Dust in the solar system and in extra-solar planetary systems

@article{Mann2006DustIT,
  title={Dust in the solar system and in extra-solar planetary systems},
  author={Ingrid Mann and Melanie K{\"o}hler and Hiroshi Kimura and Andrzej Cechowski and T. Minato},
  journal={The Astronomy and Astrophysics Review},
  year={2006},
  volume={13},
  pages={159-228}
}
Among the observed circumstellar dust envelopes a certain population, planetary debris disks, is ascribed to systems with optically thin dust disks and low gas content. These systems contain planetesimals and possibly planets and are believed to be systems that are most similar to our solar system in an early evolutionary stage. Planetary debris disks have been identified in large numbers by a brightness excess in the near-infrared, mid-infrared and/or submillimetre range of their stellar… 
Evolution of Dust and Small Bodies: Physical Processes
Planetary debris disks are exposed to the brightness of the central star and for young systems the brightness at wavelengths shorter than the visible is variable in time. The central star ejects a
Evolution of Debris Disks
Circumstellar dust exists around several hundred main sequence stars. For the youngest stars, that dust could be a remnant of the protoplanetary disk. Mostly it is inferred to be continuously
Dusty debris disks: First light from exosolar planetary systems
For stars with ages ≥ 10 Myr, circumstellar disks are dominated by a population of optically thin dust grains most likely associated with the erosion of a planetesimal population in a system that may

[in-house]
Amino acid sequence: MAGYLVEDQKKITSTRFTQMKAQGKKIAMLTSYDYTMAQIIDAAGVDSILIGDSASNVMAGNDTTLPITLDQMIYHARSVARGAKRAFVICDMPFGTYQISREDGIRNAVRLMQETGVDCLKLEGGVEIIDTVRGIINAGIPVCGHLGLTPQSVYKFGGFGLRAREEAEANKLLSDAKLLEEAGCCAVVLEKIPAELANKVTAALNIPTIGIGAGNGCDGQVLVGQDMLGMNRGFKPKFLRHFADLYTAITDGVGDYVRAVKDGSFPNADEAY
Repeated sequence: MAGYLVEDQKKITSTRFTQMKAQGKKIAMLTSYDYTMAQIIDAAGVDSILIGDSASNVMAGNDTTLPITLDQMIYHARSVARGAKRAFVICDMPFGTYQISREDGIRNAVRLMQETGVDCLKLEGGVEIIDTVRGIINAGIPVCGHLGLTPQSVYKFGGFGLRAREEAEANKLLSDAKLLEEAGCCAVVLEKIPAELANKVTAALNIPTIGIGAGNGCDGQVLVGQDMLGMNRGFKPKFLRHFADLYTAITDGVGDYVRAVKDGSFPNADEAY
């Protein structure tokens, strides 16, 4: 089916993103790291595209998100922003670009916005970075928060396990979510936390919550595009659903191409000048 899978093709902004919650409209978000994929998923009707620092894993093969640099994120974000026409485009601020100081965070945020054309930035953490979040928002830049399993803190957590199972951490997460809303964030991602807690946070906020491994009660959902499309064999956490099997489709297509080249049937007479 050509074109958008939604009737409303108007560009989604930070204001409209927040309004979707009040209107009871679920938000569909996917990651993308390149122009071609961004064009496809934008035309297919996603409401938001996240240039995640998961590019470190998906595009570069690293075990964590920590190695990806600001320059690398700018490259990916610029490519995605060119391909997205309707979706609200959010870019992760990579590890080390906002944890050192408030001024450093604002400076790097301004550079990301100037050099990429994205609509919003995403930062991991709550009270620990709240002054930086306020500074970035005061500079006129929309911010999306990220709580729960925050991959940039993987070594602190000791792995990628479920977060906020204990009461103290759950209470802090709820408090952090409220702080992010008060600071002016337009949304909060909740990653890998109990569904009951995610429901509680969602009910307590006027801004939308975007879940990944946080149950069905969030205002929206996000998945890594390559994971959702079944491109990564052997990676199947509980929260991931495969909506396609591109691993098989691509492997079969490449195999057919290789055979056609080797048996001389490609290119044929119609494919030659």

Comets as a possible source of nanodust in the Solar System cloud and in planetary debris discs
  • I. Mann
  • Physics, Geology
    Philosophical Transactions of the Royal Society A: Mathematical, Physical and Engineering Sciences
  • 2017
TLDR
A scenario that nanodust forms in the interplanetary dust cloud through the high-velocity collision process in theInterplanetary medium for which the production rates are highest near the Sun, is discussed.
Using warm dust to constrain unseen planets
Cold outer debris belts orbit a significant fraction of stars, many of which are planet hosts. Radiative forces from the star lead to dust particles leaving the outer belts and spiralling inwards
Using infrared observations of circumstellar dust around evolved stars to test dust formation hypotheses
Asymptotic Giant Branch (AGB) stars are evolved, low to intermediate mass (0.8–8M ̄) stars. These stars lose a significant fraction of their mass through stellar pulsation. As a result, they are
A near-infrared interferometric survey of debris-disk stars
Context. Hot exozodiacal dust has been shown to be present in the innermost regions of an increasing number of main sequence stars over the past 15 yr. However, the origin of hot exozodiacal dust and
Formation and evolution of planetary systems: the impact of high-angular resolution optical techniques
The direct images of giant extrasolar planets recently obtained around several main sequence stars represent a major step in the study of planetary systems. These high-dynamic range images are among
Exozodiacal clouds: hot and warm dust around main sequence stars
Abstract A warm/hot dust component (at temperature 300 K) has been detected around 20% of A, F, G, K stars. This component is called ‘exozodiacal dust’ as it presents similarities with the zodiacal
MAGNETIC GRAIN TRAPPING AND THE HOT EXCESSES AROUND EARLY-TYPE STARS
A significant fraction of main sequence stars observed interferometrically in the near-infrared have slightly extended components that have been attributed to very hot dust. To match the spectrum
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